This season, Arsenal have been dominant and in control of most matches. They were not today. Leeds United thoroughly outplayed Arsenal in the second half, and it took desperation defending, fantastic goalkeeping, and a bit of luck for the Gunners to escape with the 1-0 win. But three points are three points. They count the same in the standings regardless of how you earn them.
It was always going to be a weird match. The afternoon started with a nearly 39 minute delay just after kickoff because a power issue caused the referees equipment, VAR, and goal line technology to go dead.
The first half was great. High energy from both sides and up-and-down action at both ends. Arsenal scored the only goal of the match in the 35th minute when Rodrigo’s ill-advised, unnecessary, and wild switch of play in his own half turned the ball over to Arsenal. Martin Ødegaard slipped in Bukayo Saka, who somehow found space to blast it over Illan Meslier at the near post. It was a fantastic shot from the Arsenal winner, and at the same time, Meslier maybe could have done better — he went to ground quite early.
The second half was dreadful (or nearly fantastic if you’re a Leeds United supporter). The home side bossed the game and could easily have had an equalizer but for Aaron Ramsdale’s magnificent play. The Arsenal goalkeeper stopped multiple breakaways and made big saves to keep the clean sheet. The poor second half can be traced to Leeds’ high-energy, high-pressing style combined with 5 matches in 15 days for Arsenal. The Gunners were tired and could not keep the ball, and Leeds were attacking in waves.
The match had several important VAR moments. Leeds were awarded a penalty early in the second half for a William Saliba handball. I don’t think Saliba knew anything about it, but the ball hit his arm when it was away from his body. Patrick Bamford put the penalty wide.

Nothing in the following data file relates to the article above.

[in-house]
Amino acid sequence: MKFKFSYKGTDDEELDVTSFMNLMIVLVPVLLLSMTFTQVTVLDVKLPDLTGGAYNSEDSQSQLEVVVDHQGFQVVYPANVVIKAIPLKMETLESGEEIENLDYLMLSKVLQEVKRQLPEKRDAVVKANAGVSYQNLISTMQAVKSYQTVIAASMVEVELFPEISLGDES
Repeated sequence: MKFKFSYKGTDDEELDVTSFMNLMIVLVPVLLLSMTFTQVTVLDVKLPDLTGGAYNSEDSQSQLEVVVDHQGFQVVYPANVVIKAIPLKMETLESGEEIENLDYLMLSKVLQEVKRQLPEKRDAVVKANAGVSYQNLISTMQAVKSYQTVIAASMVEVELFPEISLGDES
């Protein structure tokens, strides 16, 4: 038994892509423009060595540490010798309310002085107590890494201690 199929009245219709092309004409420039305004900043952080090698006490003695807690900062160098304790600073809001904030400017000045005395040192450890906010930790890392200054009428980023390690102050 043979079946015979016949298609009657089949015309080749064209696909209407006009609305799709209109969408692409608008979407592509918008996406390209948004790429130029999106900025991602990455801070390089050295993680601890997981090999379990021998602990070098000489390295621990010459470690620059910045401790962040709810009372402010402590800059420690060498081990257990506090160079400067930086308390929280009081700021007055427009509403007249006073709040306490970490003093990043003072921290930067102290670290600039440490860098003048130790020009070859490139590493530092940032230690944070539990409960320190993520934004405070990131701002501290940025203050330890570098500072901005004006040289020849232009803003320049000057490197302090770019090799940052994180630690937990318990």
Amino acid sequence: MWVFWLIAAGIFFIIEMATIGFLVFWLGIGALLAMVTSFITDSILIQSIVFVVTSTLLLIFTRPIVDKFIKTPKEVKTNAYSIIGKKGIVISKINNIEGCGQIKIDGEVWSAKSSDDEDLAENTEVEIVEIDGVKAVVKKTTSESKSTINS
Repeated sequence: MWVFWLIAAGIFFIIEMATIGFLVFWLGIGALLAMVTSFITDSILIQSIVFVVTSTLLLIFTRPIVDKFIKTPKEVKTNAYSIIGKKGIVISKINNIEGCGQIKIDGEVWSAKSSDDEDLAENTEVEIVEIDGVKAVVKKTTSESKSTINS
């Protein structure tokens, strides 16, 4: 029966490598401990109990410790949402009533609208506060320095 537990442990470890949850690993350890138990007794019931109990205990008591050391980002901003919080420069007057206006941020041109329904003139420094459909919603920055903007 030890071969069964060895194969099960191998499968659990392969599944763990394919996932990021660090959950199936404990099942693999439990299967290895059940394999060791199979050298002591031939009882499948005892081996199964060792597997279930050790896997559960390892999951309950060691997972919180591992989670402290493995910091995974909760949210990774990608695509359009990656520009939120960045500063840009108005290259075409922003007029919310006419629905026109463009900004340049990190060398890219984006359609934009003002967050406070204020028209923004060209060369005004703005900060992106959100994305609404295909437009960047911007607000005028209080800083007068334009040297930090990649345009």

There was a bit of a question (not reviewed by VAR) of offside earlier in the Leeds attacking move before that penalty. My guess is that it was seen as a different phase of play. But that’s an issue created by the existence of VAR and the instructions to referees. I’m assuming, perhaps incorrectly, that the linesman saw the initial offside. He likely didn’t raise his flag because he wasn’t sure it was offside, which is what he’s supposed to do. But the play was offside. It should have been over. Instead, Leeds were able to keep the ball and won a penalty less than a minute later. Fortunately, Bamford missed, but they never should have had a penalty in the first place.
Leeds thought they had a second penalty late into stoppage time after Gabriel Magalhaes appeared to kick out at Bamford after the Leeds striker shoved him over from behind in the Arsenal box. The referee consulted with the assistant, awarded a penalty, and showed Gabriel a red card. Both the penalty and the red were rescinded by VAR correctly spotting Bamford’s clear foul on Gabriel that sparked the incident.
Taking away the penalty was unquestionably the correct decision. Bamford’s foul occurred first. There’s room for debate on whether the red card should have stood. I think rescinding it was correct. There wasn’t much in the contact by Gabriel on Bamford, and it looked to be caused more by Gabriel tumbling to the ground from the push than for kicking out at Bamford. But I can absolutely see how you might view Gabriel’s contact differently. It didn’t look great on first look.
It was a scrappy, combative match, which is exactly how Leeds want their games to go. They took advantage of Arsenal’s tired legs, caused real problems in the second half with their pressure, and will feel like they did more than enough to earn a result. But Arsenal won the points. To finish high up the table, you need to win some matches where you weren’t the better team on the day. So from that perspective, it was a weirdly reassuring outcome for Arsenal. Regardless of your conclusion about the match, it’s another week atop the table for the Gunners. We move.